Advisors · Entrepreneurship

What should I look for when searching for a mentor?

Harika Parmar Plant-based Eco-warrior

March 17th, 2020

Sifting through business coaches and mentors is tough - What skills/traits/experience/personality type do I need to look out for in a coach that is willing to take me under their wing pro bono?

Steve Lehman Investor, Entrepreneur

March 17th, 2020

Not to commercialize this, but CoFoundersLab just launched the Advisors Network with "AI Genius" Technology. You can go to the link below and input your information. The AI Genius will match you with perfectly aligned advisors. It's FREE to see who your matched advisors are and many of the advisors on the platform are doing intro sessions FREE as well. Some amazing curated advisors on the platform.

Sunil Punjabi Founder @ ONI - Looking for a tech cofounder for #childdevelopment platform

March 19th, 2020

I have been mentoring couple of start-ups for the last 2/3 years and some of my biggest learning on both sides are:


a. Understanding of the space you are in: Usually B-2-B is the most difficult space considering that it is a specialised area of work. Hence if the mentor is from that space, he would have deeper insights. The B-2-C is more wide open.

b. Mentor, at some points need to have experience a ''start-up' environment in their careers. Working with Corporates etc have limited pressure on resources. Managing that for a start-up is the most difficult aspect.

c. Personality alignment is essential. Both need to be listen to each other.

d. Mutual respect for the work they doing, adds flavours.


a. Faith: Founders need to have faith in the path recommended by the Mentor; else why have them? A mentor ability to understand 'risk' is higher

b. Founders tend to run around 'trends' other founder are running behind. Once you build your strategy, stick by it.

c. Ability to listen: As much as the Mentor needs to have the ability to listen, so do the Founders.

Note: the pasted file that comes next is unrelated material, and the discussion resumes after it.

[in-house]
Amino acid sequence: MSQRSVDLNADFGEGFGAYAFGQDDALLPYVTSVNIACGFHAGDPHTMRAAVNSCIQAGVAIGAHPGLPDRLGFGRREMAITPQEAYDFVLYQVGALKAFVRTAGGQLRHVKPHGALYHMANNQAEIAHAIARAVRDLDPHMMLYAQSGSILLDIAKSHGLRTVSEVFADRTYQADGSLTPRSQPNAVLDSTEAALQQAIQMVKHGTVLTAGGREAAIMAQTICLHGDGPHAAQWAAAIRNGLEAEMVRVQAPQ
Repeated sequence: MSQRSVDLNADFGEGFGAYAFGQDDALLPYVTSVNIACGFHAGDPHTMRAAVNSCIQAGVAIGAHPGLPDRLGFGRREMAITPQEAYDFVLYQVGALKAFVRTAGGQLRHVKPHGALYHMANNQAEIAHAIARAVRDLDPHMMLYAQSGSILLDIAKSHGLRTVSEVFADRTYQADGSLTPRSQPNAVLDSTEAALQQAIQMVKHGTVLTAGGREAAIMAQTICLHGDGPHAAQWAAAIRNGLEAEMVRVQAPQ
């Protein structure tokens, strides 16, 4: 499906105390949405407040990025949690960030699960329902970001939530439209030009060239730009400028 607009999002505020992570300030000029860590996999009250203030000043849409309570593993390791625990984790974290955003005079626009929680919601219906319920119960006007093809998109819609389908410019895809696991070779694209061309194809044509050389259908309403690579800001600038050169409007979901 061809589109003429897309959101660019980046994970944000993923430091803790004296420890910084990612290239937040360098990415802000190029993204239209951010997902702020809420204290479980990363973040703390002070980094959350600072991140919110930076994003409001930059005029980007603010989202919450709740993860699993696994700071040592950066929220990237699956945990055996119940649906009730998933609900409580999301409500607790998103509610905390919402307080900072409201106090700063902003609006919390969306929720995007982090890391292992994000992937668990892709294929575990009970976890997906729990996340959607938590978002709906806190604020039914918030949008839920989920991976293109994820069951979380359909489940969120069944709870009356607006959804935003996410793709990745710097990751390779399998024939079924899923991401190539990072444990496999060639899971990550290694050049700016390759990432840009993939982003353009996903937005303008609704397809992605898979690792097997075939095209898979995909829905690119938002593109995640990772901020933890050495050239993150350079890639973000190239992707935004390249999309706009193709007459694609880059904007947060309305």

Hope this base match-making is useful .



ONI: Early Life Programming

Paul Garcia marketing exec & business advisor

March 18th, 2020

It's the "for free" part that is the challenge in your request. What's in it for them if not some compensation? That said, aside from the resources @Steve mentioned here within the CFL platform, there is an organization here in the US called SCORE, which is the something-something-something of retired executives, a coaching organization sponsored by the Small Business Administration of the government, encouraging retired business execs to pass along the benefit of their work experience. It's no cost. There may be something similar in the UK through your own ministry for business, or you could ask SCORE if they know who might be willing to have a similar arrangement across the pond.

Most executive support professionals, including myself, like to get paid for their useful advice. It takes a particular class of individual that's not offering their advice for compensation. My free advice comes out here on CFL, daily. But that's not a 1:1 coaching relationship, it's public in the discussion forums, and that may not be where you want to talk about your issues.

Here's the basics of what to consider when looking for executive support. There are six fundamental business skills. No one ever masters more than two. You and everyone else will always need support from employees, advisors, consultants, or someone else to fill in those skill gaps. There are other skills besides these six, but every business needs the core set of marketing, sales, organization, efficiency, people, and leadership. You can improve in more than two areas, but you won't master more than two.

Personality, that's a toss-up. What motivates you? Look for that. Experience, it helps to have someone who at least knows your industry, but there are a lot of things to learn that are industry neutral too.

Hopefully that's a good start for you.